Vince: Aww, Robbie. I knew you could do it all along.
[End scene. No one ever refers back to this story line again.]
Well, it has been a wild ride. I’m now on the backside of the hurricane and about to head back home. What follows is a brief summary of the highs and lows of this terrifying experience:
High Point: Living to see today.
Low Point: Bluffing my sister-in-law and having her fold the first hand she ever played in a poker game for play money.
High Point: Milking my brother-in-law for a shit load of his chips when I had a slightly worse hand than he did that turned massively better than his after 90% of the money went in.
Low Point: The oblique strain I suffered at the bowling alley, but not actually in the act of bowling.
High Point: Keeping all of my devices completely charged throughout the entirety of the storm.
Low Point: Getting yelled at for working on this blog post when we’re apparently all sitting down to dinner.
High Point: It smells awesome. Gotta go.
We are back from bowling. Other than Anne’s epic performance, the event was a great diversion from the devastation of Hurricane Irene. Also, I suffered the most painful injury of my lifetime. After the thirtieth straight roll where my ball found the heart of the pocket and did not result in a strike, I fell to the ground in mock agony. As I flopped around the floor to express my frustration with bowling, I either broke every one of my ribs or severely pulled a muscle. I now feel like my abdomen has winds gusting upwards of 110 miles an hour and I am in class 4 pain.
Thankfully, we are now back at the safe house and Anne’s parents spent the afternoon preparing typical hurricane snacks:
If this searing pain in my side does not go away, at least I’ll be in a food coma for the rest of the night.
Also, I bowled four games: 127; 144; 152; 72 (post injury.)
At the bowling alley. Anne’s amazing performance against me could be disastrous when we are locked in the house together for the next two days. I’ve bowled ten times with Anne before and her score today vastly exceeds her lifetime total. Ben has started calling her “the duke.”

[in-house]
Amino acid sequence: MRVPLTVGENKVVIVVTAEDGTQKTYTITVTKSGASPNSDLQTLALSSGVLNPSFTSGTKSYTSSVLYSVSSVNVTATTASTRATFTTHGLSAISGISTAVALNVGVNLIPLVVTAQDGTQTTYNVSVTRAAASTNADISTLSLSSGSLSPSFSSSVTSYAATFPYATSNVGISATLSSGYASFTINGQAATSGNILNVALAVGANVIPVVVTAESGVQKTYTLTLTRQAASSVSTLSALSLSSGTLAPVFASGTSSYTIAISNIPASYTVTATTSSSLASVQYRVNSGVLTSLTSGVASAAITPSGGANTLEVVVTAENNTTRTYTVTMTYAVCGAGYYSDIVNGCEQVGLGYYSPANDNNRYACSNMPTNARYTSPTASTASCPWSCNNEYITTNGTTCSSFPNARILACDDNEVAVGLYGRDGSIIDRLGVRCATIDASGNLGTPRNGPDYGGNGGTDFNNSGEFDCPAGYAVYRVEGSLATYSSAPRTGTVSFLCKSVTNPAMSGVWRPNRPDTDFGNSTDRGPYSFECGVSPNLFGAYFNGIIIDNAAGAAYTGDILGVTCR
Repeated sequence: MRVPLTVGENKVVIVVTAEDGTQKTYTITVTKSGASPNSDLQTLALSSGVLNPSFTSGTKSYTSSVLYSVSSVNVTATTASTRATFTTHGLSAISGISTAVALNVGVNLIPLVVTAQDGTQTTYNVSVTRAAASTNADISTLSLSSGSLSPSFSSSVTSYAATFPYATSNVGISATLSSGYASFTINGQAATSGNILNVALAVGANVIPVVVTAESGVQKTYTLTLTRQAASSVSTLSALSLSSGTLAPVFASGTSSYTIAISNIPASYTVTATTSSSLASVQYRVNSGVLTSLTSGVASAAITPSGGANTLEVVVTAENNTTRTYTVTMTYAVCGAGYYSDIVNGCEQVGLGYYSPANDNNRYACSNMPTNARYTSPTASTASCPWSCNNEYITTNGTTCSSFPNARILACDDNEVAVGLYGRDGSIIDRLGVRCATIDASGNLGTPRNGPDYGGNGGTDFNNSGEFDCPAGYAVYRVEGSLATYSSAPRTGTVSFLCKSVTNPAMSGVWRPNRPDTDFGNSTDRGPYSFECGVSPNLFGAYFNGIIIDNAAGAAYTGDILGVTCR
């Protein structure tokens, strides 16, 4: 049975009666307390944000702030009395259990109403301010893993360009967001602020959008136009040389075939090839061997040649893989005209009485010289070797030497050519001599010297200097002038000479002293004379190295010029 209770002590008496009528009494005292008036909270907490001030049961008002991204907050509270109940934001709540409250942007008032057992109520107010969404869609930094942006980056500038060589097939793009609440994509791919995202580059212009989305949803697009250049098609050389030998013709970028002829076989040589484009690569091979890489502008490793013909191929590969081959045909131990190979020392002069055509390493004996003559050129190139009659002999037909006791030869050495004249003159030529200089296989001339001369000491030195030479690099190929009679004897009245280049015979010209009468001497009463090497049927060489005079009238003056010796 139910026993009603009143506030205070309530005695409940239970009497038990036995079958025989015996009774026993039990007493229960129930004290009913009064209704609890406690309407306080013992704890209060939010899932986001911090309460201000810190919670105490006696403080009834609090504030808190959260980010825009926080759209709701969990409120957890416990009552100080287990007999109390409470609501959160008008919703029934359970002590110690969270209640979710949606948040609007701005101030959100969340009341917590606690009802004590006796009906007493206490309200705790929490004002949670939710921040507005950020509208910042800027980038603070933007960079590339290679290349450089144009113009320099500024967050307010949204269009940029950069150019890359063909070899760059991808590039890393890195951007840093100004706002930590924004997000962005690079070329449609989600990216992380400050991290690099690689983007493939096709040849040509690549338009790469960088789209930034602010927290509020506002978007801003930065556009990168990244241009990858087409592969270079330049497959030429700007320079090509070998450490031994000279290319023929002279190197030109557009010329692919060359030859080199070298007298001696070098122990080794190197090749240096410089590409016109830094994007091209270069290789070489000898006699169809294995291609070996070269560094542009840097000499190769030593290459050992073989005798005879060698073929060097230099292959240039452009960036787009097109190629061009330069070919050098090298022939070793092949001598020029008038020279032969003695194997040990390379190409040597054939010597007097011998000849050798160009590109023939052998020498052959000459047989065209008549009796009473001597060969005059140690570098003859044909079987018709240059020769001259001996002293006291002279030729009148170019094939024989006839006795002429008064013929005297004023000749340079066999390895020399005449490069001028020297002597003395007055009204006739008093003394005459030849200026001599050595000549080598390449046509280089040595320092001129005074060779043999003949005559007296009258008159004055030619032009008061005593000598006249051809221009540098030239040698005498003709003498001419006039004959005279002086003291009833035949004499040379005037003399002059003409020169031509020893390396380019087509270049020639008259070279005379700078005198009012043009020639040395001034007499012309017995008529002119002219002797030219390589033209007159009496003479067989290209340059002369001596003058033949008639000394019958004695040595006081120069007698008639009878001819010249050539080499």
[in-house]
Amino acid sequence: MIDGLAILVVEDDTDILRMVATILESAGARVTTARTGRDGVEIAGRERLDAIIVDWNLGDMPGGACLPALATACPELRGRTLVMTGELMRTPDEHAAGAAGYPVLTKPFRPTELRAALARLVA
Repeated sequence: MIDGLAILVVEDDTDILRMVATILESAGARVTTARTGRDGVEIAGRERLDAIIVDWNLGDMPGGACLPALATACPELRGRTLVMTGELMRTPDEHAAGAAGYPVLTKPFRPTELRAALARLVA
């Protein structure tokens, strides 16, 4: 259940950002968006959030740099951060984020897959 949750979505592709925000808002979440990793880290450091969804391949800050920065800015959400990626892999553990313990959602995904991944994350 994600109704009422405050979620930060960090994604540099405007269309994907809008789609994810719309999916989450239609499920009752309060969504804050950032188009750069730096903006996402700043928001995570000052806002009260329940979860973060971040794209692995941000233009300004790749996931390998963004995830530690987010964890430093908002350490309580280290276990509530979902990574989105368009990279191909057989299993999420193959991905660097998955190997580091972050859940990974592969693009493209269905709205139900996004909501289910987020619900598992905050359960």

What percentage of people in New York City have absolutely no idea that this is about to happen?
If I go bowling now, how many frames can we roll before getting home gets dicey?
Should the slip and slide go in the front or back yard?
For the areas that have already been hit and lost power, is 3G still in tact?
Shouldn’t one TV station buck the trend and run an awesome marathon of some show? No one’s going to win the day with the same generic hurricane coverage, but I bet Fox would kill if they aired a commercial-free Arrested Development marathon until the power went out.
Why doesn’t anyone else in this house seem to understand the urgency of bowling?
Some bad early signs about hurricane Irene:
I’m already really bored.
We may be out of cookies (my fault).
People seem to be catching on that I have monopolized all the power outlets to ensure maximum charges of my devices when the power goes down.
I said I’d be live blogging the storm, but already used my best material.
Anne’s using my iPad. This is worse than any natural disaster.
in order from most to least terrifying:
Drinking strawberry sparkling water
Delays in seamless web delivery
Melted ice cream
Walking through Whole Foods last night, I was surprised by the precautions people had taken. The store was out of bread, nuts, dried fruit, pasta, and water. Except for the strawberry sparkling water. That means that not one, but pretty much every person in New York, had walked down that aisle to stock up on water and made a value judgment. They would literally rather die than drink strawberry sparkling water. That water must taste awful because, although I have not tasted death before, I have always assumed it to be worse than strawberries. Does someone from the whole foods corporate office have to walk through each store before a natural disaster and take inventory on the things that didn’t sell out? And fire the person responsible for including it in the inventory in the first place?
For the record, I was in whole foods buying ice cream and chocolate sauce. If I’m going down, I’m doing it in style.
Original travel plans:
Newark > Dublin
Current updated travel plans:
NYC > In-laws house for foreseeable future.
Irene was approaching the city,
which everyone agreed was quite shitty.
Please pray for my flight.
It’s Saturday night.